By Madelaine Millar
What if kicking around a soccer ball could generate power for households in third world countries? That would be an amazing piece of technology, but it wouldn’t do much to help the families with daughters who can’t go outside to run and play. In her opening speech, Jessica O. Matthews, one of this year’s keynote speakers at the Grace Hopper Conference, demonstrated her accessible solution: a jump rope that did the same thing.
“She was on stage jumping rope in heels, and then she plugged it in and showed us how it worked and the entire room went crazy,” recalled Ifteda Ahmed-Syed, a second year combined Computer Science and Business major who attended the conference. “The entire room was just screaming and applauding her, and that’s a moment that’s going to stick with me forever because that was 20,000 women in a room, celebrating this one woman. That’s a feeling I live for.”
Ahmed-Syed was one of 25 students from Northeastern University’s College of Computer and Information Science who attended the Grace Hopper Conference (GHC) at the end of September on a scholarship from the college. This year’s conference, hosted in Houston, attracted roughly 20,000 women from all around the world, at all points in their careers, making it the largest gathering of women in technology in the world. The conference is hosted by the Anita Borg Institute for Women and Technology and aims to support and inspire women to further their careers, break boundaries, and transform the world of technology. The Northeastern attendees spoke glowingly of their experience, especially of getting to meet so many women like themselves.
“I’ve never been surrounded in a space of tens of thousands of passionate women in tech, and the whole experience felt empowering and celebratory,” said Celine Yan, a second year Computer Science and Design major. “Once in a lifetime connections happen for so many people in these three days, and it is these experiences that will enable women to support one another to tackle the gender gap in tech.”
The event was broken down into two main parts; a set of speakers and workshops, and a career fair. Second year Computer Science major Isabel Bolger scored an interview with the company Square through the career fair, however if she returns to the conference she plans on spending more time listening to the speakers and attending workshops.
“I think the speaking events are really important to attend, just because that’s something you can carry with you for the rest of your life.” she explained
Whether they focused their efforts at the career fair or mainly attended speaking events, Northeastern’s student attendees felt they gained valuable knowledge and experiences that they could come back and apply to their work at CCIS. Ahmed-Syed, for instance, wanted to apply the real-world strategies she learned to improve accessibility.
“I attended a lot of sessions that had to do with accessibility and inclusion, so there was a lot of emphasis on who’s using your apps, or who’s using this program,” she said. “I think it’s ingrained in me, this constant consciousness of accessibility…now it’s like okay, this is how I can make this more accessible, this is how I can make this more inclusive, by including this this and this feature.” She hopes to apply her newfound knowledge to her work in class, but also to keep accessibility at the forefront in her career in general.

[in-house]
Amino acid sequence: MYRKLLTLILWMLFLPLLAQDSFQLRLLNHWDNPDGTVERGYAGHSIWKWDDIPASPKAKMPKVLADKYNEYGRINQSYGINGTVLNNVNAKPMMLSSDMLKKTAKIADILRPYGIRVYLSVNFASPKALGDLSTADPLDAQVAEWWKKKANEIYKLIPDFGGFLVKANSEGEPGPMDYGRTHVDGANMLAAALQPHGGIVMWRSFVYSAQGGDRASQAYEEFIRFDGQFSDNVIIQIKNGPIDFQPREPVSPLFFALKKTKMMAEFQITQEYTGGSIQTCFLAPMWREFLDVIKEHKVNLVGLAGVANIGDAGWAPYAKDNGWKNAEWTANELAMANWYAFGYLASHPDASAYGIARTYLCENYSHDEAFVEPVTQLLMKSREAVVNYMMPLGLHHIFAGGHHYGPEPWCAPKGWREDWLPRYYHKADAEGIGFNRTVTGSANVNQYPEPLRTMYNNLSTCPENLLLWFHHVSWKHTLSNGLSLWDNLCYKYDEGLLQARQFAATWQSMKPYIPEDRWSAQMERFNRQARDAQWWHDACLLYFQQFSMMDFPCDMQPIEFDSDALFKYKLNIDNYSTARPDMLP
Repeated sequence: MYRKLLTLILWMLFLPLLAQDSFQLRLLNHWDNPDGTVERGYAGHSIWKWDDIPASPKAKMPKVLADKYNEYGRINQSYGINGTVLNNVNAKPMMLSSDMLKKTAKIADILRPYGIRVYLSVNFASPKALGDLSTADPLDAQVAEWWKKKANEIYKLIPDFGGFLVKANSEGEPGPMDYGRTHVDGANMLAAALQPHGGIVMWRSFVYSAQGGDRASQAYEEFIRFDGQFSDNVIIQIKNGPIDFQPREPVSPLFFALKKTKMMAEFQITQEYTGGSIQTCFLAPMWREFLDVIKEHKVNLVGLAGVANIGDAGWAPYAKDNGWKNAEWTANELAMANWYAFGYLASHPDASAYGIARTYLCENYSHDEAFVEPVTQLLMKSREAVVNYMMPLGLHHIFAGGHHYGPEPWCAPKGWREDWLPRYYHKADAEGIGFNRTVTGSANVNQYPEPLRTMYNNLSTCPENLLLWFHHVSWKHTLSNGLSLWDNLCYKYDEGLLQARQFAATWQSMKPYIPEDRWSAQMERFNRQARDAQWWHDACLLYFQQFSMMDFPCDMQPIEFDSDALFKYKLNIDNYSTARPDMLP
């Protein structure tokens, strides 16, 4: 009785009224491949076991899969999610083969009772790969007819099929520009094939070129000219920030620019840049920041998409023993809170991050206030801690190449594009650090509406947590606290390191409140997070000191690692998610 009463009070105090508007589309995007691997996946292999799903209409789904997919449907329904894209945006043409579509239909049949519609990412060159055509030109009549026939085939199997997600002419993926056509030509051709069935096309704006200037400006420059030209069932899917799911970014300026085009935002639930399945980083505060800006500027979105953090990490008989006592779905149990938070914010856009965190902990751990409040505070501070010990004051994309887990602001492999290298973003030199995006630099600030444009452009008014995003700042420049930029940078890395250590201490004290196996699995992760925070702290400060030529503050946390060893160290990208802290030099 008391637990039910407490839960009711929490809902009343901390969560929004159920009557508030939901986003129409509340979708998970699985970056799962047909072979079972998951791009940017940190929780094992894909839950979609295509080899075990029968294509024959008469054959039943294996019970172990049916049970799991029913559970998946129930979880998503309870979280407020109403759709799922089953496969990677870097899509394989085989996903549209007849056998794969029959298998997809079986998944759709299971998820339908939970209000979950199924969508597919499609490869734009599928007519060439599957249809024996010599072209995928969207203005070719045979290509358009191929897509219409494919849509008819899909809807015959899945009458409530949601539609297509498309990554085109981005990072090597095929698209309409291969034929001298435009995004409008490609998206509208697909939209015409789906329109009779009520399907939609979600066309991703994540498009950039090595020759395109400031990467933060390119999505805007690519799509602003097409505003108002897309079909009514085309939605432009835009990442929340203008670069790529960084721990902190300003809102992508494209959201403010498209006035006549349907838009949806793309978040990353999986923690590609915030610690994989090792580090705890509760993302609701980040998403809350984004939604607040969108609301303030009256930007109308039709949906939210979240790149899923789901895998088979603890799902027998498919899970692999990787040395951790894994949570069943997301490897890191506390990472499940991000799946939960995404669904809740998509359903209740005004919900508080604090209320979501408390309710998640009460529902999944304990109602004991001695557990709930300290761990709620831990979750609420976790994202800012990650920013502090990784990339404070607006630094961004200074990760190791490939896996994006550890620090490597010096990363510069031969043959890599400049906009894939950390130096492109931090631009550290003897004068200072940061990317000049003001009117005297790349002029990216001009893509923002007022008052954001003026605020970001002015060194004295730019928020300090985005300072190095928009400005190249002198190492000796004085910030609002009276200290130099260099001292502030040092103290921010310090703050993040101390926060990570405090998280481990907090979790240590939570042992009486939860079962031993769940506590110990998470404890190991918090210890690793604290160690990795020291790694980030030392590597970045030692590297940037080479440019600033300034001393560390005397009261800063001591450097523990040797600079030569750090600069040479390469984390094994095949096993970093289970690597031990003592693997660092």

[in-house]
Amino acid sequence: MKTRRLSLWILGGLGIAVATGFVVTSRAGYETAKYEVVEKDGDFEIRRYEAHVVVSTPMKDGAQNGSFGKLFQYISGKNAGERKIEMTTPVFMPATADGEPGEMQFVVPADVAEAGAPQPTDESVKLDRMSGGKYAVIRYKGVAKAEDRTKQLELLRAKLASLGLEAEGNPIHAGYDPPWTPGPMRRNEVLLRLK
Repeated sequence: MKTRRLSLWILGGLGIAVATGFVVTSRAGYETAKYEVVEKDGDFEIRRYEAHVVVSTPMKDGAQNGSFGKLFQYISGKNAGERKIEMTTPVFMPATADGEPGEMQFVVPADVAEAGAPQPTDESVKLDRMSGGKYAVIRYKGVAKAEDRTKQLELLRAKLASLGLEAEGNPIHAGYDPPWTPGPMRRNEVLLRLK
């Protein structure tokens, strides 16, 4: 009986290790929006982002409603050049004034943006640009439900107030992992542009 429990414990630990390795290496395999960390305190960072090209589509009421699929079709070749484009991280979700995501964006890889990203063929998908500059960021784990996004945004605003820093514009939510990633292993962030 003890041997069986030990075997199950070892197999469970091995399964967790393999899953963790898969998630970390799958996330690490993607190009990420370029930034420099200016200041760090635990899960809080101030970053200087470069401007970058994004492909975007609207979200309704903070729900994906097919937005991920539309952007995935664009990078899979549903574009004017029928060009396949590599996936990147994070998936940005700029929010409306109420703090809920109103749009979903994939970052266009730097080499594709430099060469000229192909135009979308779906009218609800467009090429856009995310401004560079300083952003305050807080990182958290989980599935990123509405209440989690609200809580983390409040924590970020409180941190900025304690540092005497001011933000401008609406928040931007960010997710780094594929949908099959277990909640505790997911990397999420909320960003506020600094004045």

Bolger, meanwhile, believed attending the conference would help her overcome imposter syndrome excel in her classes.
“I think I struggle with that in my field, imposter syndrome is something that like hits me a lot, so I think going to the conference really will allow me to believe that I can be successful in the field.” she said. Even though many CCIS classes make a point of addressing imposter syndrome, there is nothing like seeing 20,000 women succeeding to make you believe that there is space for you in tech.
Meanwhile, had spent her time learning from potential employers and was coming back to campus with new focus, energy, and strategy to jump start her career.
“Through my interviews at GHC, all of the employers were looking for a team player and collaborative quality, and it was a plus if you had a clear idea of what your career goals are,” she explained. “At Northeastern, I plan to stay an engaged leader in the female empowerment in STEM initiative, and be mindful on collaborative group work. My experience at GHC will help tremendously in future interviews, as well as reinforce how much I care and value the projects I am working on with others.”
All three students hope to attend the conference again in the future and encourage others to as well.
“It’s just a really great opportunity,” said Bolger. “It will make you understand what it means to be a woman in STEM. I had heard stereotypes and stuff like that, but going and understanding what it really means, and how really proud you should be, is something that I learned.”